As you continue to build business back up after the constraints of the pandemic, you may be feeling the need to cut corners and revert to manual processes that you had been delegating to technology. Food Safety Tech reports that restaurants that had been using operational software to monitor food safety processes may be slipping back to the pen-and-clipboard method in an effort to contain costs on tech. Or, those that had been integrating more smart devices into their operation – remote temperature sensors or Bluetooth temperature probes, for example – may be using not-so-smart methods to track food safety practices if and when those devices break or need replacement. While this may be unavoidable in the near term, it just means that some extra precision is required at each stage to ensure your food safety standards aren’t slipping.
Is your team always inspection-ready? If not, having interim inspections can help your team develop the procedures it needs to form better habits – and make the actual inspection not such a big deal. Get an up-to-date copy of your local health inspector’s evaluation criteria and use it to fine-tune your existing procedures and division of tasks during each shift. If you’re in the midst of onboarding new staff and concerned about having tasks fall through the cracks as you get everyone up to speed, it can also help to use task management software to generate lists of tasks for employees to carry out. This can keep people on track regardless of how long they have been with you and who is around to assign tasks.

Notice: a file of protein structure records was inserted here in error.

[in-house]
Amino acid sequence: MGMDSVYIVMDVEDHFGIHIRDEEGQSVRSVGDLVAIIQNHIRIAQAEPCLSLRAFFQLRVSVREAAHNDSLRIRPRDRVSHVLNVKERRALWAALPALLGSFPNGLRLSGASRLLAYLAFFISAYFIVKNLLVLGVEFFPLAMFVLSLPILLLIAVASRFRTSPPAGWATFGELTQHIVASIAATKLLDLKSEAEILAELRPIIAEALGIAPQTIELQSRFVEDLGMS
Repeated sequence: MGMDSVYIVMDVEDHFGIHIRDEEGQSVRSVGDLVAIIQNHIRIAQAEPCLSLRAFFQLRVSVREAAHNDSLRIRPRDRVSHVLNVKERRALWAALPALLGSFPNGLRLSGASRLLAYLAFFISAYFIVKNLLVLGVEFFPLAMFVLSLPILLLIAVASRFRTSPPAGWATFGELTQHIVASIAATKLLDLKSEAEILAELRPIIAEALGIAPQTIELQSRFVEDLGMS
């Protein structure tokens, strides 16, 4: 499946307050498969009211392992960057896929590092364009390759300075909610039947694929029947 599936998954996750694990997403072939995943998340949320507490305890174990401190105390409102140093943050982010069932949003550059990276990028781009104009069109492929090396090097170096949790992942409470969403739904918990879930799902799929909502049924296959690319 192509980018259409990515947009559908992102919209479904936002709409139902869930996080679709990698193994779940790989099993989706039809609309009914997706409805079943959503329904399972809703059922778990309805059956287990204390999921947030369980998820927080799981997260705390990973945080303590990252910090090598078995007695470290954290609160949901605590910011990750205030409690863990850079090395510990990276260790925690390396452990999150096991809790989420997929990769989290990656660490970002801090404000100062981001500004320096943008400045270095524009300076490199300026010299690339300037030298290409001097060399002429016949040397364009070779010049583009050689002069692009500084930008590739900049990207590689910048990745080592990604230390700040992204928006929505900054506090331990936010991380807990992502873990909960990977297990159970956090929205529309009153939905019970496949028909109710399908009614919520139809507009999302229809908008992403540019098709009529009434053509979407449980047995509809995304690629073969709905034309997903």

Summer is salad season. But the abundance of leafy greens available means restaurant operators have to be extra vigilant about food safety. Germs found on raw produce cause a large percentage of foodborne illnesses in the U.S. and are a major source of E. coli infections, in particular. Increasingly, indoor farms are popping up around the country to enable year-round growing of greens. As these greens are grown in water instead of soil and also harvested and packaged indoors, they offer a lower-risk alternative to greens grown outdoors. Amid food safety risks related to extreme weather, supply chain vulnerabilities, pathogens and pesticides, does your restaurant have a plan to gradually transition to safer suppliers?
Sliced lemon (or lime) is a popular request in any restaurant, whether you’re serving a cocktail, a soft drink or a carafe of water. Just make sure your staff are being mindful of food safety when slicing, handling and storing these items. While various nonscientific studies of lemon safety in restaurants have made overblown headlines over the years, there are risks to be aware of. Research conducted in 2019 by the University of Florida’s Department of Food Science and Human Nutrition, Citrus Research and Education Center and Institute of Food and Agricultural Sciences found that Salmonella can survive on lemon and lime garnishes and transfer into chilled beverages. Keeping the slices chilled on ice and in refrigeration decreases the growth of Salmonella on the fruit surface. It’s also important to minimize the risk of cross-contamination when preparing and handling lemon and lime as there is no step to remove or kill pathogens when they contact the fruit surface. Handling the slices only with clean tongs stored outside of the container can help.
Let’s face it: The optics of food safety have become much more important since the pandemic started. Food safety is not only important to protecting your business behind the scenes. It’s also become something to showcase to guests so they trust you’re committed to protecting them – and it can also help you attract business from competitors who don’t make their safety practices clear. If you haven’t already, consider making your food safety commitment a key part of your marketing. The National Restaurant Association’s ServeSafe Dining Commitment, for example, enables restaurants to place the SSDC logo on their front door, website, menu and other materials to show guests you’re doing your part to protect their safety.